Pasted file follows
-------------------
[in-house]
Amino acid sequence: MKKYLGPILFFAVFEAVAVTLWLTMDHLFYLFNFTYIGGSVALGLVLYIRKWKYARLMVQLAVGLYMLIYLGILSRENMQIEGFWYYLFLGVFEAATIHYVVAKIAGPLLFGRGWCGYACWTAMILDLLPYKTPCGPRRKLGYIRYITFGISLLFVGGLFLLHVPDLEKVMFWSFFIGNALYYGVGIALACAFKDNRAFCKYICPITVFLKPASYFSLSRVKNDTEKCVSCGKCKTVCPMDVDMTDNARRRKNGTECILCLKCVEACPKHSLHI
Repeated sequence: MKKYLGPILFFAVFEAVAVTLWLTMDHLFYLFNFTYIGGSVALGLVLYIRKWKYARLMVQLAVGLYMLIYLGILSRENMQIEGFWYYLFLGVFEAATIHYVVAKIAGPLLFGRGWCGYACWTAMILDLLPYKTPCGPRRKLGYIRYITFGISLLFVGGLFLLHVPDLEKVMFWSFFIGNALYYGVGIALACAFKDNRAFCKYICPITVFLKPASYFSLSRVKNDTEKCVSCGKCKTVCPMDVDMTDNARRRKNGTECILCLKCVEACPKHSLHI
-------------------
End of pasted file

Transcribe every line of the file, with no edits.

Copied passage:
[in-house]
Amino acid sequence: MKKYLGPILFFAVFEAVAVTLWLTMDHLFYLFNFTYIGGSVALGLVLYIRKWKYARLMVQLAVGLYMLIYLGILSRENMQIEGFWYYLFLGVFEAATIHYVVAKIAGPLLFGRGWCGYACWTAMILDLLPYKTPCGPRRKLGYIRYITFGISLLFVGGLFLLHVPDLEKVMFWSFFIGNALYYGVGIALACAFKDNRAFCKYICPITVFLKPASYFSLSRVKNDTEKCVSCGKCKTVCPMDVDMTDNARRRKNGTECILCLKCVEACPKHSLHI
Repeated sequence: MKKYLGPILFFAVFEAVAVTLWLTMDHLFYLFNFTYIGGSVALGLVLYIRKWKYARLMVQLAVGLYMLIYLGILSRENMQIEGFWYYLFLGVFEAATIHYVVAKIAGPLLFGRGWCGYACWTAMILDLLPYKTPCGPRRKLGYIRYITFGISLLFVGGLFLLHVPDLEKVMFWSFFIGNALYYGVGIALACAFKDNRAFCKYICPITVFLKPASYFSLSRVKNDTEKCVSCGKCKTVCPMDVDMTDNARRRKNGTECILCLKCVEACPKHSLHI